The baby cyclo ride is as aggressive as ever, with many “OMG we’re getting real close to that” moments. Eventually we made it to Old Dhaka, our desired hang out spot for the day. Clearly our rickshaw ride yesterday hadn’t actually gone into Old Dhaka, but just around it. I stare, wide-eye, at the scenes unrolling around me. The road is tiny, hardly large enough to hold two rickshaw side-by-side. Tiny shops are everywhere. Horses are chewing on hay. Old men sell fruits. Garbage piles up everywhere. Travis looks at me and asks me on which planet we are.
We get dropped off a block from our restaurant du jour, a supposedly perfect example of old-style eatery. The place is brimming with life, and we are offered a choice of chicken or lamb. We order lamb and naan – I just can’t get enough of it! The lamb turns out to be a giant bone with some meat on it – a bit hard to eat, unless you get neanderthal on it (as some other customers were doing – remember, here you are supposed to eat with your hands). Unfortunately the meat was at room temperature, and pretty hard to eat. It wasn’t the best meal we’ve had, and it was expensive to boot (at just under $3).
We decide to walk to Hindu St, advertised as a colourful, photogenic street. They were not lying, but the twisty, skinny roads leading to it are pretty amazing too.
We found a Hindu ceremony going on, and got blessed with a weird beige paste applied to our forehead and neck. People smile at us, say hello, ask where we are from.
And finally, Hindu Street.
We stumbled upon Ahsan Manzil, the Pink Palace, and go in. Everyone is dressed in their best sari or salwar kalmeez for the celebration of the first day of spring. Many wear clothes in the obligatory yellow or orange colour, and wear flowers (often marigolds) in their hair. I definitively need to hit the markets and buy new clothes!
While we sit on the steps to rest, a young street girl comes and stands beside us. Travis thinks she’s giving us an evil look, but I think she’s seizing us up. She looks at everyone the same way, in a surprisingly very wise way. At first she’s shy, but I can tell she is very special. Eventually she runs down the steps and starts running around the grass, like the happiest kid in the world.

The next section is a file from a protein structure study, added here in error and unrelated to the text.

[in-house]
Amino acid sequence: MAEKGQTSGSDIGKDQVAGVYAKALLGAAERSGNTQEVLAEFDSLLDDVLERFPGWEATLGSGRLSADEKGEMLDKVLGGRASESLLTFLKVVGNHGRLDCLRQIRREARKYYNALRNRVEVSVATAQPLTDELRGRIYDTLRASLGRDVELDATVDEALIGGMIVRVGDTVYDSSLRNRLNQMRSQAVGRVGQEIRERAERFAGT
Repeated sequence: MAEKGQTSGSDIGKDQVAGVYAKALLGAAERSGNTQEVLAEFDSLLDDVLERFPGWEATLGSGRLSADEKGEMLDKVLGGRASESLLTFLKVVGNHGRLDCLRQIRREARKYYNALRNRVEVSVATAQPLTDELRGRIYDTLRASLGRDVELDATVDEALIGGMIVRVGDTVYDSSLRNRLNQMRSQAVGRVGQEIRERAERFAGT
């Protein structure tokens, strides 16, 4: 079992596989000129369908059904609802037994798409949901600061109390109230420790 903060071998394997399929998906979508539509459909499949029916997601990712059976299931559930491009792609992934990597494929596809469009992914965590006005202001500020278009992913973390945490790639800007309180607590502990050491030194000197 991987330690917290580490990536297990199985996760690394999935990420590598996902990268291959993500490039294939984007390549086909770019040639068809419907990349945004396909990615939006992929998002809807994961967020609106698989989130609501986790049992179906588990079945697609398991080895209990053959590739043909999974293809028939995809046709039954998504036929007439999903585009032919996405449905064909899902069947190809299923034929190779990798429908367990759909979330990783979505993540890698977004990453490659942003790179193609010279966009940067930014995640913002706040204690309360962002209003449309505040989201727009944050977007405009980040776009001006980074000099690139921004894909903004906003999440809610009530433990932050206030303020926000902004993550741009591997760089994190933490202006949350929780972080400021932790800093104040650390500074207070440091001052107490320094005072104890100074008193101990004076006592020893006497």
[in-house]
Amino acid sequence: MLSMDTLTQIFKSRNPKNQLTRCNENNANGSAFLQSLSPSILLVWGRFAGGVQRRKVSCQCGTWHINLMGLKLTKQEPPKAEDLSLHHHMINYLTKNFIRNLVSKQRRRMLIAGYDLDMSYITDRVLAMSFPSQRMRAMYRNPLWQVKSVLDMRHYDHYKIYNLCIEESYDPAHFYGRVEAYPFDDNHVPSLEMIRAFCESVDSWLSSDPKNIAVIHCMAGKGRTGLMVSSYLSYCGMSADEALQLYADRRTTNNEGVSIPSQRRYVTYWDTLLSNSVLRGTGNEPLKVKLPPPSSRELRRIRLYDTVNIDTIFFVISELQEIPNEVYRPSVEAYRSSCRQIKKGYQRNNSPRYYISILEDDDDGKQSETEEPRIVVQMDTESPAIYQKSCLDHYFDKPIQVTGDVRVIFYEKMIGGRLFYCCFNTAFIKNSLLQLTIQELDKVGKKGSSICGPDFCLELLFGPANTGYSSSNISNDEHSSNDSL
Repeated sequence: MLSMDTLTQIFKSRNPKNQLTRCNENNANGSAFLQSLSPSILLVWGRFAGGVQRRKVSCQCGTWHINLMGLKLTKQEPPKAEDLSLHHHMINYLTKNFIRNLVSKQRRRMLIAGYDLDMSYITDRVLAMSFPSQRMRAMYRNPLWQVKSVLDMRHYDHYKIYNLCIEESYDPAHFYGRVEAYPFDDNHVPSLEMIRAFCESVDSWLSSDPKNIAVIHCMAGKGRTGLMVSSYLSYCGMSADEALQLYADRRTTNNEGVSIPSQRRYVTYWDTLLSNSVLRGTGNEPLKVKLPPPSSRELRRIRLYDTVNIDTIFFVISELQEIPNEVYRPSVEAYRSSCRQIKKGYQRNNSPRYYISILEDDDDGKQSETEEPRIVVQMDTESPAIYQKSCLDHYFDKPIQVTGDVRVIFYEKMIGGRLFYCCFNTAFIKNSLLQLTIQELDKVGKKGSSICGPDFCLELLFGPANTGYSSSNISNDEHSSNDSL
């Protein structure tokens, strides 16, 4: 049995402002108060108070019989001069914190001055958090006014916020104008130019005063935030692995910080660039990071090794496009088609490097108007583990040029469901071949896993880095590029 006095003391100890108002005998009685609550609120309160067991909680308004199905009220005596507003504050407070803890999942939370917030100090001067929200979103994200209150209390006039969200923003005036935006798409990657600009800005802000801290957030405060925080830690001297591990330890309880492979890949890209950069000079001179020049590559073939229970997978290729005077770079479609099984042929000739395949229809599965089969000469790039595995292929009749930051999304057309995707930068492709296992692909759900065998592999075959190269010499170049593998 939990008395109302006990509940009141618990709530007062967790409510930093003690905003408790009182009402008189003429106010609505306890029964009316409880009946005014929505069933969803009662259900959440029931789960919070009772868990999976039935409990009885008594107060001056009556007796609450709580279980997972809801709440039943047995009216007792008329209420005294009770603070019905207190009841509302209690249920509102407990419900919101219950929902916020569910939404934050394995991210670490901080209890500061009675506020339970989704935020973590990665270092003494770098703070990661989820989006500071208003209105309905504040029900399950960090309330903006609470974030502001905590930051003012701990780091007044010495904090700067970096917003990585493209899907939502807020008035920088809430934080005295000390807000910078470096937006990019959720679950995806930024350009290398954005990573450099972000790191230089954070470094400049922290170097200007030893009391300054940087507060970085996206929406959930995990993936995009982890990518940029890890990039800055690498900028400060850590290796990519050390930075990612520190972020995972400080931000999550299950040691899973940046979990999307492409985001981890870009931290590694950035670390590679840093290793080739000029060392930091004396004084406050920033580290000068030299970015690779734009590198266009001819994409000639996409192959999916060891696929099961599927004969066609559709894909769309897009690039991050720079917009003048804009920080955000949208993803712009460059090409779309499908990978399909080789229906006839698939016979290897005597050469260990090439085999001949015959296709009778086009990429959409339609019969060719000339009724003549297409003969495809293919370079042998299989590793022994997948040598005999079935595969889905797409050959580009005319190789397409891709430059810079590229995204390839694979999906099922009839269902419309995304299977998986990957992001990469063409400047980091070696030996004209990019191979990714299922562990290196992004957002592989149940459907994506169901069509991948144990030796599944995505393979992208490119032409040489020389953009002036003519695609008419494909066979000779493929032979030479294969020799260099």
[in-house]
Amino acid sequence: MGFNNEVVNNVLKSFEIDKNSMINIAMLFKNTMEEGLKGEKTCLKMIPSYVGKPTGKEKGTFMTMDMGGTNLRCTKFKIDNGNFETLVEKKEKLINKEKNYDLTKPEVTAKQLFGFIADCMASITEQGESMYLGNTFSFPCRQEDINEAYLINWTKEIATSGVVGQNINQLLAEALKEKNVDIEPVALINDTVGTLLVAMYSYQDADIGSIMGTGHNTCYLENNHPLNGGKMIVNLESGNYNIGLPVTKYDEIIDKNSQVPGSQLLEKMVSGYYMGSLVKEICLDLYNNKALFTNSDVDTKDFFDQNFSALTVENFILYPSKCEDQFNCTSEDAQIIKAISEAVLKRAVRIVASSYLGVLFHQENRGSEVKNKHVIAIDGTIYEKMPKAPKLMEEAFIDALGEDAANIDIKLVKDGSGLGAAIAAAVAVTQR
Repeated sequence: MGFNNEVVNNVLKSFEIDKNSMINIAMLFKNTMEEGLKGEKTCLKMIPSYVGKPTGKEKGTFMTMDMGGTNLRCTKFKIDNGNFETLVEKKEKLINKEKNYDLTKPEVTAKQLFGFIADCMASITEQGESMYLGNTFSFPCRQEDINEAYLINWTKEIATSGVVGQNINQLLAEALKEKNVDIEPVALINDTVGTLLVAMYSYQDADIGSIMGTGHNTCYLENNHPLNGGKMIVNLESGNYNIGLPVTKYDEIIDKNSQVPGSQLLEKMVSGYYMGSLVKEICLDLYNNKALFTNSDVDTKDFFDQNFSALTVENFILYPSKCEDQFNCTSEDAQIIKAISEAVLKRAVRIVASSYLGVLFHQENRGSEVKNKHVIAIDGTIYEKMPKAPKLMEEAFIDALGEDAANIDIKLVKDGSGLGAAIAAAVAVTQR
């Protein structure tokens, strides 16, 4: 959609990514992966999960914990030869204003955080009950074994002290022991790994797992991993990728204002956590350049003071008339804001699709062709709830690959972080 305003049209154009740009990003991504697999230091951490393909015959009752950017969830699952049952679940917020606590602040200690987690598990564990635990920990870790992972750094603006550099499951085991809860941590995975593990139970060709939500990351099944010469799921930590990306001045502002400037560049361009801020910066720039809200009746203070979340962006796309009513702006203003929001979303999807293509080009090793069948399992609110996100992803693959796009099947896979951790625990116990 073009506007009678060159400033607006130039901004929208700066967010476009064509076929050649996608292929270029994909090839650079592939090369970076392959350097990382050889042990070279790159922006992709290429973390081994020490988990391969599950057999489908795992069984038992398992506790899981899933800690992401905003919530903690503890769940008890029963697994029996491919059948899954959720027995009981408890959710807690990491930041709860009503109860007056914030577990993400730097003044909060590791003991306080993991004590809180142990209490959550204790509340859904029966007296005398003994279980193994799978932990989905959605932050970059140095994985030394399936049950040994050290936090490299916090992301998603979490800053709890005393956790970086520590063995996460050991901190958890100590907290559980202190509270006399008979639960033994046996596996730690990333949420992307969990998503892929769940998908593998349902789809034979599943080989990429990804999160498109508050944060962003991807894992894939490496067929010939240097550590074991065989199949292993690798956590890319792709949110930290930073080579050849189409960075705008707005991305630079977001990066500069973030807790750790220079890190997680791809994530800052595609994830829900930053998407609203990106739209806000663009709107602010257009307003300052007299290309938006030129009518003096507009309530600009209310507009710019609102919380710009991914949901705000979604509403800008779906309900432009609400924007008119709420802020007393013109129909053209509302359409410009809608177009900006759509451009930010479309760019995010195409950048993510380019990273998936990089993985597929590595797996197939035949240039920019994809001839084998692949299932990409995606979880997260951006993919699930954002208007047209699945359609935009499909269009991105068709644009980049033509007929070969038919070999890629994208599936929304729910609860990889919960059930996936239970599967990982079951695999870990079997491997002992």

She deices to come back, this time with her two brothers, just to show me. And then she starts talking, non-stop, as though I understand. We’re jaded, and so at first we think she wants money. We offer her some sweets (pastries) we had just bought; she says no but takes them anyway. She runs down the stairs, where she shares them with her family. They all take a tiny bite and then she runs to the gate to hand off the rest to a lady on the outside of the complex. I figure that she’s part of a street gang, and needs to share her finds.
Later she finds me again, and demands that I take her photo with her brothers. She just talks and talks, and seems to be explaining that she gave the sweets to her mom. She’s the cutest girl ever! She has so little yet she seems so oblivious to her condition and so incredible happy hand carefree.
Just before we leave, we see her again, playing in the grass. I just adore her. She waves at us, clearly she likes us now. Again she chatters away and I’m sad to waive goodbye. I want to take her with me!